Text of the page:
During our discussion group in January, in the course of talking about Epiphany, we found ourselves making a diversion into consideration of how we understand what we read in the Bible.
The core question that we discovered we wanted to grapple with amounted to ‘What do we mean if we say the Bible is “true”?’
Of course that begs all sorts of other questions, most obviously:
What do we mean by “true”?
- Historically true?
- Scientifically true?
- Emotionally true?
- True in the eyes of the writer?
All good questions and there is not room in this letter to address them all.
But we did start to talk about some of these questions, and how the answer to each might be different depending on what part of the Bible you are reading…because the Bible is not simply a book.
Those who speak French – or even those of us who remember some basic vocabulary from school – will know that the French word ‘bibliothèque’ means library. Bibliothèque obviously has the same root as Bible (the derivation is originally from the Semitic, via Greek biblos [meaning scroll] ta biblia [meaning books], and latin biblia to the words we have today).
There is a hint as to what the Bible is in all of this – far from being just one book, it’s really a library containing 66 different books (39 in the Old Testament, 27 in the New), many of which were written at different times, for different purposes and in very different contexts.
And so when we read the Bible, the first thing we should do is think about what it is we are reading. We often suggest to new Christians that a good place to start is with the Gospel of Mark – for it is fairly straightforwardly an account of the ‘Good news of Jesus Christ’, possibly written by someone who was there. It is also quite short!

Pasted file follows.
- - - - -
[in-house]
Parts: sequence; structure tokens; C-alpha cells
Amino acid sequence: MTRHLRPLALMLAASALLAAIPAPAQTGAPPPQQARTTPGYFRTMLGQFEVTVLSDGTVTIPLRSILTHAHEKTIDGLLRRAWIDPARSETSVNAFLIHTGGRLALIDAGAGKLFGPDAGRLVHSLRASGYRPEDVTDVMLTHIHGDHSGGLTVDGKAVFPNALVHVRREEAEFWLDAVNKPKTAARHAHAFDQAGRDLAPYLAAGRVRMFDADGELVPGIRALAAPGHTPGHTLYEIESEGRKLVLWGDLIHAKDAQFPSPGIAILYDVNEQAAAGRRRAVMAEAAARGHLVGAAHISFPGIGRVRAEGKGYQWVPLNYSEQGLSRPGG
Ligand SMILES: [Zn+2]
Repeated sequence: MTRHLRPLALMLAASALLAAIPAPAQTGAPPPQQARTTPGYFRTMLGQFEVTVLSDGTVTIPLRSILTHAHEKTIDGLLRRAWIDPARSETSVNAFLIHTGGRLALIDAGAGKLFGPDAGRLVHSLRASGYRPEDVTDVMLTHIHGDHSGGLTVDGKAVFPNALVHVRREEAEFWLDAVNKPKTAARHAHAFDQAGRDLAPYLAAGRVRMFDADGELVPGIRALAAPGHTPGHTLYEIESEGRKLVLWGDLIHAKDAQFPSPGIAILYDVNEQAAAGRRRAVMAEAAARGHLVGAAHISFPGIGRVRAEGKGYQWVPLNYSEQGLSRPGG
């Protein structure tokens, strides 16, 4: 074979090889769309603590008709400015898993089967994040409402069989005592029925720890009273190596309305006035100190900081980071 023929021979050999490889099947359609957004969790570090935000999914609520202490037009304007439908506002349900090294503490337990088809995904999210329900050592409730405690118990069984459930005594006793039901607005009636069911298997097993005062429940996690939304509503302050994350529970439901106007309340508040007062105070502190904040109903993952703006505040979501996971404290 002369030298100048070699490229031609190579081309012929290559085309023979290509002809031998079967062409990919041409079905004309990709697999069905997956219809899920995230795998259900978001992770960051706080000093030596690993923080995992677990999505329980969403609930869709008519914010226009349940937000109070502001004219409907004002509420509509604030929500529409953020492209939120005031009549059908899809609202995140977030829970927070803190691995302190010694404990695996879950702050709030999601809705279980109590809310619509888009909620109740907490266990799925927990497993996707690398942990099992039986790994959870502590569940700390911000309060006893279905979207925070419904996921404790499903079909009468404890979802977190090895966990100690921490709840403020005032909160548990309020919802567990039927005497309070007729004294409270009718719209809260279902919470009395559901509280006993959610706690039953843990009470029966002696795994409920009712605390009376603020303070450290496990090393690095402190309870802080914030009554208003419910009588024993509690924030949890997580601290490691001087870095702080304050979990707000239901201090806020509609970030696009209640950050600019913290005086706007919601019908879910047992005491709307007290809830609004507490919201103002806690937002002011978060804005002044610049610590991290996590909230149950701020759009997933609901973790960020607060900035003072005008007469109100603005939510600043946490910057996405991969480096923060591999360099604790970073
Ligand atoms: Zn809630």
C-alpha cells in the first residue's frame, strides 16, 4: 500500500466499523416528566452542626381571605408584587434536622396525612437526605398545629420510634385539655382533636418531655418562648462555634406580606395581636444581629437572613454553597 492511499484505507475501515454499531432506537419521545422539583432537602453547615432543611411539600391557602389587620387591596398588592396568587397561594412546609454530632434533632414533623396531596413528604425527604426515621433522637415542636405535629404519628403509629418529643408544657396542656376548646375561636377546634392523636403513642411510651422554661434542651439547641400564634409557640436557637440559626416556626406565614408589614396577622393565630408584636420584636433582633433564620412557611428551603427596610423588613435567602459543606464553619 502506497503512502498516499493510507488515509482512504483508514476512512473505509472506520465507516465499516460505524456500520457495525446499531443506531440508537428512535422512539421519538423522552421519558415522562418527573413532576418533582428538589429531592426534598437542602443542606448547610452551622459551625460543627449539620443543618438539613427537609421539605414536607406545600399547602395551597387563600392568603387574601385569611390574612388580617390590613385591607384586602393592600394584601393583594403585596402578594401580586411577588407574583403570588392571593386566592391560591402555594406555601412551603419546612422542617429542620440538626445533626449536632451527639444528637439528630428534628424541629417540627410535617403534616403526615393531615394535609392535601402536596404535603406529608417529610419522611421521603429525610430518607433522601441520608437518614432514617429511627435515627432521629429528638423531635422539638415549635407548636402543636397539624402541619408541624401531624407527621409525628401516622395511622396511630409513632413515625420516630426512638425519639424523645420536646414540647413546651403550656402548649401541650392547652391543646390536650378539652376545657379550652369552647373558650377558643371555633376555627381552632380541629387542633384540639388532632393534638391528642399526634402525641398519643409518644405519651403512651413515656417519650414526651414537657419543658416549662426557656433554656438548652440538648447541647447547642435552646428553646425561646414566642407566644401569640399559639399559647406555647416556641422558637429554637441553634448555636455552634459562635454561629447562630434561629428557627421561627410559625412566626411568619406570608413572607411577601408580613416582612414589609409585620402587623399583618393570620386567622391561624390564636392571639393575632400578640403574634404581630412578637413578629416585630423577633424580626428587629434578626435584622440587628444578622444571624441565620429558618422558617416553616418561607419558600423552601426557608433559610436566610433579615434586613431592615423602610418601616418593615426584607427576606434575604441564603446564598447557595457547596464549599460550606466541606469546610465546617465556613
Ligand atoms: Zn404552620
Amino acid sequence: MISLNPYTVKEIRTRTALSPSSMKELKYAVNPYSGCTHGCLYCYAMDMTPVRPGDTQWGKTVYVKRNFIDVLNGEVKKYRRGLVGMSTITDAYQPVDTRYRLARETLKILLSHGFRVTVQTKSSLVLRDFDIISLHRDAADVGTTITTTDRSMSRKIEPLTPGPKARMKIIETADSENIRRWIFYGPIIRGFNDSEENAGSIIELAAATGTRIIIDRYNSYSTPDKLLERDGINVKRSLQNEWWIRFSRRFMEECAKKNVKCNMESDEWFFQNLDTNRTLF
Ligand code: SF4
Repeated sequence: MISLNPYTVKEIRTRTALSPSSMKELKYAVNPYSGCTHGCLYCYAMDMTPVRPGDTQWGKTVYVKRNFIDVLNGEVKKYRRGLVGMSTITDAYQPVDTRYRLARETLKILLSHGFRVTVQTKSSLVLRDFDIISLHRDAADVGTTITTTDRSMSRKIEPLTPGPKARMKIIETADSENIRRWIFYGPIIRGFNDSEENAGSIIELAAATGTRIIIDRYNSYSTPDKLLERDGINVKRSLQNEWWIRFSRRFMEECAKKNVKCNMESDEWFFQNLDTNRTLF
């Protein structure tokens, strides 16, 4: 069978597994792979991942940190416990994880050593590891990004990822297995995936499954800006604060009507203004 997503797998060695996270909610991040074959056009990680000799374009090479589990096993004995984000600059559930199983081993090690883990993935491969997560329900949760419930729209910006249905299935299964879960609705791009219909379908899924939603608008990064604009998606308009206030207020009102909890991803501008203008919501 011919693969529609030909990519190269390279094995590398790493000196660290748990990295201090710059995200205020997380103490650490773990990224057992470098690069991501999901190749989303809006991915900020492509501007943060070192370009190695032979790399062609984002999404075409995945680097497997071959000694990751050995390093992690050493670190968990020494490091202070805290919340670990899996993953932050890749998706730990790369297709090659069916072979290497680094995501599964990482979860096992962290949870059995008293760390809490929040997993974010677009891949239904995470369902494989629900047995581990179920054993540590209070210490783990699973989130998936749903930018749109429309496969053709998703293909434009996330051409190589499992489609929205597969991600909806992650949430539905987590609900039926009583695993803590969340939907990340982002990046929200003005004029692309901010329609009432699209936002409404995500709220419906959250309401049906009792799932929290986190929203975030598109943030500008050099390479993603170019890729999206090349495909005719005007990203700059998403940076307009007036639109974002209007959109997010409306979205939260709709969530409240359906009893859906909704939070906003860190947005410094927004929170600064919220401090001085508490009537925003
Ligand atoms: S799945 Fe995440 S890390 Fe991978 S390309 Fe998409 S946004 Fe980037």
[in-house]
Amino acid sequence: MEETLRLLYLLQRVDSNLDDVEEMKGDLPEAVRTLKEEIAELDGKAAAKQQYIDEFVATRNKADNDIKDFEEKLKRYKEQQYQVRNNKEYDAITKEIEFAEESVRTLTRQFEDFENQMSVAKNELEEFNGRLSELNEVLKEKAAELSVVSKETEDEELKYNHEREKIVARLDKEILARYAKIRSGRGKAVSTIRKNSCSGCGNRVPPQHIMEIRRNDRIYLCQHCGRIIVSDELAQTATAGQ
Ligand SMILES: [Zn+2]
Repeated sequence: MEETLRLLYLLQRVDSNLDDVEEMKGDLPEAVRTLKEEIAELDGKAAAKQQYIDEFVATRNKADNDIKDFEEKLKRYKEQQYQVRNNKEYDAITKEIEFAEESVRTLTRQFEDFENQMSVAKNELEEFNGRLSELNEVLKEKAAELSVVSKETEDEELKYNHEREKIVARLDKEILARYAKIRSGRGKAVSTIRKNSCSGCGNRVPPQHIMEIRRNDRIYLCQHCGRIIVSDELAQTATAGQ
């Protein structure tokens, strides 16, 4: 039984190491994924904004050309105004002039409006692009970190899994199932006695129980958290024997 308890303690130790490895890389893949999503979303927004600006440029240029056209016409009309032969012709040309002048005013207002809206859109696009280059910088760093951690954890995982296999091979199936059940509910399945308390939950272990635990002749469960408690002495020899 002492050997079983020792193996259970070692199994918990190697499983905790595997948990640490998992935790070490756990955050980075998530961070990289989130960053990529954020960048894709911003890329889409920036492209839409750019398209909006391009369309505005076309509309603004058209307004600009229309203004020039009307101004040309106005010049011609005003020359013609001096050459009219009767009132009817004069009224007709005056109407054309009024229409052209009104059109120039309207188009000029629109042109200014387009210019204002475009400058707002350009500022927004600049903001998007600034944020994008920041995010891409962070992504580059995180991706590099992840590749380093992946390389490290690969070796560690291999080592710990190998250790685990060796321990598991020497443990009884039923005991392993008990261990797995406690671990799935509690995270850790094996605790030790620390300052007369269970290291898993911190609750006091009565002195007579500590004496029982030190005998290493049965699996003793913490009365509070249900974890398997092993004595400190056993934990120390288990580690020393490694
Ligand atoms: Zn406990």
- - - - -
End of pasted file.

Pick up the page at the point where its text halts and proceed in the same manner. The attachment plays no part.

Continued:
But if you tried to read the Song of Solomon in this way (as an account of what happened), you might think you were reading the Iron Age equivalent of pornography! And the book of Psalms is fairly obviously poetic hymns or prayers, so clearly has to be read differently: when Wordsworth wrote about a cloud of golden daffodils he didn’t mean they were up in the sky.
The Bible is full of books of different types: histories, Gospels, letters, wisdom, poetry, myths and many others.
Even some books of the Bible that we might think are relatively straightforward to tackle have hidden traps. I recently read an account of someone who, on picking up the Bible for the first time, decided to read the book of Acts – a friend had recommended it to him as ‘full of exciting stuff’. So he read ‘In my former book, Theophilus, I wrote about…’. He was stumped. What former book? Who wrote Acts? He searched the unhelpful contents page and flicked through his new Bible without enlightenment!
Sometimes you need some background information to understand what is going on.
I think the advice to start with Mark (or one of the other Gospels) is good. I wish someone had told me that when I started – I made the mistake of starting at the beginning – with Genesis, Exodus, Leviticus etc – and quickly realised that was not an edifying experience!
At my ordination I affirmed that ‘the Bible contains all things necessary for salvation’ and I believe that is true – but there is so much more to reading it than we might think.
I wish you blessed and happy reading,
 Mark ch1 v1
 Richard Briggs in ‘Light to live by’
 It was written by Luke, who’s ‘former book’ was the Gospel that bears his name.